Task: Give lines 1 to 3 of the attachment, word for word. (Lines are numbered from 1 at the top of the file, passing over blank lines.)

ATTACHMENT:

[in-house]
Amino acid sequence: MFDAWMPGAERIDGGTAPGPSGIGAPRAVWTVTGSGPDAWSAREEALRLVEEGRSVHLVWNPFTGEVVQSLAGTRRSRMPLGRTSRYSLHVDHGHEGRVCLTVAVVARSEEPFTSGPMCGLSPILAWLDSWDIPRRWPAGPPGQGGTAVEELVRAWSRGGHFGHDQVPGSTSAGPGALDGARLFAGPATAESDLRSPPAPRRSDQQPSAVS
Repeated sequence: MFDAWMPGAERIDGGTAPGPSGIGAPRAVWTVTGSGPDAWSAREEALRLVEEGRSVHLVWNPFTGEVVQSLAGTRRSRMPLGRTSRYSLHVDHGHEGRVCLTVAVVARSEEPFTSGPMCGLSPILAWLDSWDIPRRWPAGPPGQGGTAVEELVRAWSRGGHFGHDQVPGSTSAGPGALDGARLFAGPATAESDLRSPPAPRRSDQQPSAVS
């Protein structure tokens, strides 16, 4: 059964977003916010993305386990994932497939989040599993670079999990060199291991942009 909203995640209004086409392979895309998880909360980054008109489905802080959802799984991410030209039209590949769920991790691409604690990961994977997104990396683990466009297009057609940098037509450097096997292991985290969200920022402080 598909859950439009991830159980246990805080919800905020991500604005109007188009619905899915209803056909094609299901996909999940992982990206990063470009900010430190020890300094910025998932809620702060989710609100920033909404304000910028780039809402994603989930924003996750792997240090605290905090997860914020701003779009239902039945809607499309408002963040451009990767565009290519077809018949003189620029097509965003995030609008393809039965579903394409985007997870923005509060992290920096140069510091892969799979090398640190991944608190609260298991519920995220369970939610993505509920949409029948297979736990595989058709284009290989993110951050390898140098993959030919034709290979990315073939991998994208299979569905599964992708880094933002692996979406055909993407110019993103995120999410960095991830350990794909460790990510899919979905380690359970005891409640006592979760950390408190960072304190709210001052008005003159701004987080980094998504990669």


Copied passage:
[in-house]
Amino acid sequence: MFDAWMPGAERIDGGTAPGPSGIGAPRAVWTVTGSGPDAWSAREEALRLVEEGRSVHLVWNPFTGEVVQSLAGTRRSRMPLGRTSRYSLHVDHGHEGRVCLTVAVVARSEEPFTSGPMCGLSPILAWLDSWDIPRRWPAGPPGQGGTAVEELVRAWSRGGHFGHDQVPGSTSAGPGALDGARLFAGPATAESDLRSPPAPRRSDQQPSAVS
Repeated sequence: MFDAWMPGAERIDGGTAPGPSGIGAPRAVWTVTGSGPDAWSAREEALRLVEEGRSVHLVWNPFTGEVVQSLAGTRRSRMPLGRTSRYSLHVDHGHEGRVCLTVAVVARSEEPFTSGPMCGLSPILAWLDSWDIPRRWPAGPPGQGGTAVEELVRAWSRGGHFGHDQVPGSTSAGPGALDGARLFAGPATAESDLRSPPAPRRSDQQPSAVS